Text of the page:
4. I've heard before that even with a straight up heart shot (read: zero oxygenation), a deer can operate until the brain becomes hypoxic, which can be up to 20 or 30 seconds. At a rate of speed that's up to 30 mph, that deer can run around 400 yards! That's a long way to track through the briars, though most tracking ends within 150 yards. For me, the best aiming point is to look at the front leg, follow the rear line of the leg straight up to a point about 4" over the tip of the elbow. This should effectively scramble the vitals and shorten your walk. I also know several guys who always aim just behind the shoulder blad about 6" down from the topline, which hits lungs and spine and (they say) drops them in their tracks. Also buggers some of the shoulder.
  5. branden

    branden AMERICA **** YA

    Jan 1, 2003
    I've shot several deer with my 260, 30-06, 25-06, all heart/lung shots and ALL of them ran some distance. Some 25 yards, some 100 yards. Always wondered why they didn't just drop.

    HOWEVER, this year I took my lever action 44 mag Marlin out, shot a deer with open sights at about 80 yards...He literally dropped like a sac of potatoes. I found it humorous that a 44 mag dropped him and the 30-06 and the like and they still ran a ways.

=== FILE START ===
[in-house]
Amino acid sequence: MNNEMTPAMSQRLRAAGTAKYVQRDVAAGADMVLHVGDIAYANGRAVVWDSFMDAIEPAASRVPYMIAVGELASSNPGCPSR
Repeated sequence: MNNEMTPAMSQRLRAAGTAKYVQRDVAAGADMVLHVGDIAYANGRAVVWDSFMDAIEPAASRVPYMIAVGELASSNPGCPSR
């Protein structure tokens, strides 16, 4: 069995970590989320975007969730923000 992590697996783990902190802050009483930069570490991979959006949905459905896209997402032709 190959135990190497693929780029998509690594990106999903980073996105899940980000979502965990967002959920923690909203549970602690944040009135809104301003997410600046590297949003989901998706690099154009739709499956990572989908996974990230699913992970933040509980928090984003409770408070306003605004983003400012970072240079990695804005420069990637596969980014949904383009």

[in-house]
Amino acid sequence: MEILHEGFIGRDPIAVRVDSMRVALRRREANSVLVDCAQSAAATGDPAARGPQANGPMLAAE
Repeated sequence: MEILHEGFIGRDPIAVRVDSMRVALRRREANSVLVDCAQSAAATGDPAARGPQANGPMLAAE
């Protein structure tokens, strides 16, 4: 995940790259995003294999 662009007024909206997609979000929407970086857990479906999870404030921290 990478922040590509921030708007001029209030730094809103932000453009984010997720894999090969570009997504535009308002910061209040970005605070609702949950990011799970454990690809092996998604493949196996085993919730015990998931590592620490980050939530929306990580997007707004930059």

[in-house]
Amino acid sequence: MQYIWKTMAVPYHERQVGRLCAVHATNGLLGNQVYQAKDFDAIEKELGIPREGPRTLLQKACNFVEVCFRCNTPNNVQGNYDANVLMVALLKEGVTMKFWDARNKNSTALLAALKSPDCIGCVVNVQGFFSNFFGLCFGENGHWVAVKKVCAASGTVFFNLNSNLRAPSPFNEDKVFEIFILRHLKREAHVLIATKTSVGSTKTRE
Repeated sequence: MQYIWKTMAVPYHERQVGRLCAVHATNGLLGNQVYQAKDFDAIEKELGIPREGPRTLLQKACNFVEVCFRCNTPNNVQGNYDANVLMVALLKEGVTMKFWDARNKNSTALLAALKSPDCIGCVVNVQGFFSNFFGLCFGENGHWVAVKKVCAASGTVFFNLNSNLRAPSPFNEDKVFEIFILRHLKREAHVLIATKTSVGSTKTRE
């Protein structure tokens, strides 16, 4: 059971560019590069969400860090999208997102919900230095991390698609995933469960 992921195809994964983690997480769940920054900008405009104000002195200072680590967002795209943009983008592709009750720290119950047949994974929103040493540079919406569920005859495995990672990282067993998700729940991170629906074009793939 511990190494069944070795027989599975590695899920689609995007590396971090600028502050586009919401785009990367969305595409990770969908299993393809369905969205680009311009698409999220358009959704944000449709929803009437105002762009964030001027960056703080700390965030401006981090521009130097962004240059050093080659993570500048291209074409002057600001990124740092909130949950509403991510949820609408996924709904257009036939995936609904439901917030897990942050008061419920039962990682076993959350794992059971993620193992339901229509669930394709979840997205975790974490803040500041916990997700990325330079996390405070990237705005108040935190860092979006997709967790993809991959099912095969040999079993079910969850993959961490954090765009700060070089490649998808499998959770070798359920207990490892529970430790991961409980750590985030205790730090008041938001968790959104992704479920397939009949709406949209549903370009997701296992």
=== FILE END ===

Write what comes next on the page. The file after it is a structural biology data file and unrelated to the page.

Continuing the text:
6. I personally find full broadside expose the most area for a target, guartering away or ahead reduces the target area dramatically as the angle becomes more sharp. Full behind or ahead should be avoided at all cost.

    In a heart/lung shot, you shouldn't waste any useable meat since very little to none meat are available around the ribs area for processing.

    And yes nothing stops deer dead in it's tracks.Maybe a 12ga slug gun. Only deers that I shot that dropped in their tracks, where front brisker, neck and head and one 12ga behind the liver ( that deer fallen pretty much on the spot but was kicking for a few seconds ) . All lung shot deer to include my 12ga slugster ran somewhat..
  7. I've been deer hunting with a .44 mag pistol for about 25 years now.